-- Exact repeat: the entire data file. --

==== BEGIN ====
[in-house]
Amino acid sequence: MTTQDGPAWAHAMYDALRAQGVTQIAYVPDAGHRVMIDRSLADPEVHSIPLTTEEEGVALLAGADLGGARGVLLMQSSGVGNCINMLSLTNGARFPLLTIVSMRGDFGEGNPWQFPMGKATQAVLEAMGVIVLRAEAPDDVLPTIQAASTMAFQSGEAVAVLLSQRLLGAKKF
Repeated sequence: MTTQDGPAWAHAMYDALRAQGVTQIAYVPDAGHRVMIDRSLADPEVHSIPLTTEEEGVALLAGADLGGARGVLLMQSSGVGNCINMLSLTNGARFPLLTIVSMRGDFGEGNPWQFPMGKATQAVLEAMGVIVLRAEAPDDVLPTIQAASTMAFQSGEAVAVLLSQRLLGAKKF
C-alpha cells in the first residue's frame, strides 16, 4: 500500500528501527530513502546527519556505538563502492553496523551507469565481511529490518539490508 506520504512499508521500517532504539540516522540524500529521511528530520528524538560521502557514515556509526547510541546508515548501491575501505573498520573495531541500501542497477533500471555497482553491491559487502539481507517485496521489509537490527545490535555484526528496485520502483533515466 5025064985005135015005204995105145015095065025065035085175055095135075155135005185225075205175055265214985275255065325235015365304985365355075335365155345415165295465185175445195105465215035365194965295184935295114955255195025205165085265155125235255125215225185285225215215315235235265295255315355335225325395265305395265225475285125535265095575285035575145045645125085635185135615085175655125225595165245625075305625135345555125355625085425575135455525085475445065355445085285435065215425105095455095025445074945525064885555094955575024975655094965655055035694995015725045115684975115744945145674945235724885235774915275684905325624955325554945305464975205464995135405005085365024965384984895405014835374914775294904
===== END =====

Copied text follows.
[in-house]
Amino acid sequence: MTTQDGPAWAHAMYDALRAQGVTQIAYVPDAGHRVMIDRSLADPEVHSIPLTTEEEGVALLAGADLGGARGVLLMQSSGVGNCINMLSLTNGARFPLLTIVSMRGDFGEGNPWQFPMGKATQAVLEAMGVIVLRAEAPDDVLPTIQAASTMAFQSGEAVAVLLSQRLLGAKKF
Repeated sequence: MTTQDGPAWAHAMYDALRAQGVTQIAYVPDAGHRVMIDRSLADPEVHSIPLTTEEEGVALLAGADLGGARGVLLMQSSGVGNCINMLSLTNGARFPLLTIVSMRGDFGEGNPWQFPMGKATQAVLEAMGVIVLRAEAPDDVLPTIQAASTMAFQSGEAVAVLLSQRLLGAKKF
C-alpha cells in the first residue's frame, strides 16, 4: 500500500528501527530513502546527519556505538563502492553496523551507469565481511529490518539490508 506520504512499508521500517532504539540516522540524500529521511528530520528524538560521502557514515556509526547510541546508515548501491575501505573498520573495531541500501542497477533500471555497482553491491559487502539481507517485496521489509537490527545490535555484526528496485520502483533515466 5025064985005135015005204995105145015095065025065035085175055095135075155135005185225075205175055265214985275255065325235015365304985365355075335365155345415165295465185175445195105465215035365194965295184935295114955255195025205165085265155125235255125215225185285225215215315235235265295255315355335225325395265305395265225475285125535265095575285035575145045645125085635185135615085175655125225595165245625075305625135345555125355625085425575135455525085475445065355445085285435065215425105095455095025445074945525064885555094955575024975655094965655055035694995015725045115684975115744945145674945235724885235774915275684905325624955325554945305464975205464995135405005085365024965384984895405014835374914775294904